Source: The News Journal
On July 31, 2006 The News Journal reported, "Lunchtime Bible study groups, flexible hours that allow Jewish employees to leave early Friday in time to light Sabbath candles and Muslim employees to leave work for Friday afternoon prayers and on-site meditation rooms: These days more employers are accommodating religious practices.
They're responding to a growing number of workers seeking to meld workplace responsibilities with religious observance.
Take Jamil Tourk, a New Castle resident who works as operations manager for a company that owns fast-food restaurants. Tourk, a Muslim, is required to pray five times daily and attend a worship at his mosque on Friday afternoons. In the five years he's been with the company, which he did not want to name, Tourk has prayed in the office with his employer's approval.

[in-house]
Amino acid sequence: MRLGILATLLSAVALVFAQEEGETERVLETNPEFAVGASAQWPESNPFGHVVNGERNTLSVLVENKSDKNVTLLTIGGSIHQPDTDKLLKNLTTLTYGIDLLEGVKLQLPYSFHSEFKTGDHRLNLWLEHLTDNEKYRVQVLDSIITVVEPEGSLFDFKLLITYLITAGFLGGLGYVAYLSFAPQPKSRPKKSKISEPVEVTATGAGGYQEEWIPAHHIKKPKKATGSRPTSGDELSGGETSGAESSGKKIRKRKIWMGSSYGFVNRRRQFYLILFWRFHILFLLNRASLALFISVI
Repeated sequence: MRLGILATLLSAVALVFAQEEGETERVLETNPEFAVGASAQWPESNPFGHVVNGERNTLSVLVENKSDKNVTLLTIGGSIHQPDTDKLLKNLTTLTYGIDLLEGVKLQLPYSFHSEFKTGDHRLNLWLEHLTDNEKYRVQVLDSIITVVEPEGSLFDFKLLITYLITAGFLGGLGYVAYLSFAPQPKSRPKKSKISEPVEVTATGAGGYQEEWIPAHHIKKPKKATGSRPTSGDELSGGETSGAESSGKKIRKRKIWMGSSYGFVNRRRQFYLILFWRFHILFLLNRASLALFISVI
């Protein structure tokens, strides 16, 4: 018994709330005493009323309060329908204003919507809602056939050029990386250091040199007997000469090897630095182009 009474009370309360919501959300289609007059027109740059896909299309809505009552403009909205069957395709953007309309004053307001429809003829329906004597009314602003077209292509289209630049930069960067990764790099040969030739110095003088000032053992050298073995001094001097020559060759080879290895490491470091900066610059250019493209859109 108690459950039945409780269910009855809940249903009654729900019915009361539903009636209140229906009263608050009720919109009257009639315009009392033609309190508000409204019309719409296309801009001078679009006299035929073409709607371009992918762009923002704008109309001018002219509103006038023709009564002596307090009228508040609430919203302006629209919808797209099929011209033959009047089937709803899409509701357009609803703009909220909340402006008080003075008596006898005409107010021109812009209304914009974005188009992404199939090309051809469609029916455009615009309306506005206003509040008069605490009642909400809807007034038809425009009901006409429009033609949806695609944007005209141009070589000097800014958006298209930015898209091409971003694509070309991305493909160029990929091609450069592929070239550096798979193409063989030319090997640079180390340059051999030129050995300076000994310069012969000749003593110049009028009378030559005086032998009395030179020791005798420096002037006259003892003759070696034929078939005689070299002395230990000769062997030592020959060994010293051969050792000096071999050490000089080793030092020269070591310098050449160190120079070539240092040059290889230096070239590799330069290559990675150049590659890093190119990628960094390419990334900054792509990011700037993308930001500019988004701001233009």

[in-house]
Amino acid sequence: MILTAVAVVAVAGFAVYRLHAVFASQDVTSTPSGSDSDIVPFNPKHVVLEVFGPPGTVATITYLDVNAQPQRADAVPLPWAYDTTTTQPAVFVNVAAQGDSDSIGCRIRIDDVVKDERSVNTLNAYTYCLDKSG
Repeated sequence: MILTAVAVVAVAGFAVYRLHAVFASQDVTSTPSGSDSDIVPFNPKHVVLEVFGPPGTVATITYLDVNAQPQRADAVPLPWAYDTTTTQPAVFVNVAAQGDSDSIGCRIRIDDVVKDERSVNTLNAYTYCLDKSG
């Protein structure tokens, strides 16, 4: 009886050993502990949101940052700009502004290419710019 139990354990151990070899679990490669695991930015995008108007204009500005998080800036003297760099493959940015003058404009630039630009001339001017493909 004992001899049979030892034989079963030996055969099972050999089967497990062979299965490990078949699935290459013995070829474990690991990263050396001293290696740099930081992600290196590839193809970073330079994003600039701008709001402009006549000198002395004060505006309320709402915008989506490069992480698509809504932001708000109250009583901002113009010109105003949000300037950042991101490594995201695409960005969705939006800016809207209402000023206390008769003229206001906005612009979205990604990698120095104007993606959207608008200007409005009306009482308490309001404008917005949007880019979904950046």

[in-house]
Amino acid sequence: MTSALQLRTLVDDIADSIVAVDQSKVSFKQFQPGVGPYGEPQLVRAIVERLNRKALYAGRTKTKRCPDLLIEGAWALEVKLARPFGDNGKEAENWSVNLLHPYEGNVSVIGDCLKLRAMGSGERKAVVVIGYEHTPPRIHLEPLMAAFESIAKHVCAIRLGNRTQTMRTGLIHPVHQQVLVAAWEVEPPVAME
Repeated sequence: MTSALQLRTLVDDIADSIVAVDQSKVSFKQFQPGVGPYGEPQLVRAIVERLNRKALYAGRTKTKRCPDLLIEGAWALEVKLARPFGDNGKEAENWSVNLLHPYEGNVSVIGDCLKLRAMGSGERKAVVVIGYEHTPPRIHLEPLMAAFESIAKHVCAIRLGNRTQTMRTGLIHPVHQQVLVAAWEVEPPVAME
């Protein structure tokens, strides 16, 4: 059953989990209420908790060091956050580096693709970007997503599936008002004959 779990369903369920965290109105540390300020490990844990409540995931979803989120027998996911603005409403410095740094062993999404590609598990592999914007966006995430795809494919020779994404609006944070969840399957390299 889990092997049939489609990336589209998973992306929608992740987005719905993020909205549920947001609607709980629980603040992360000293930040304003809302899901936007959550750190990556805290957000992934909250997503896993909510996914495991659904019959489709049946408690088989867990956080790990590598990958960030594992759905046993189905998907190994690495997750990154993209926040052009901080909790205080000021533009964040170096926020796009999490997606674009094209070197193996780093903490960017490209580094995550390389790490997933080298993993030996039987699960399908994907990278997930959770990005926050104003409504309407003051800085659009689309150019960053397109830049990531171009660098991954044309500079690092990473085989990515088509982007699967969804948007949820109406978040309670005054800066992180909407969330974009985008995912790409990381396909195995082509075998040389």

He has a longstanding agreement with the boss that he can attend Friday prayer services. He either comes in early or stays late to make up the time. Tourk says the key was having an open discussion about his religious needs.
'They understand my religion, and they know I pray. There's a relationship there,' he says of his employers... While a 2002 study by Human Resource Executive magazine found only 10 percent of companies said they had a formal religion accommodation policy, and only one in five said they allowed meetings in the workplace for prayer or religious purposes, Weber and other experts sense an increasing number of employers are becoming more accepting of religious expression on the job."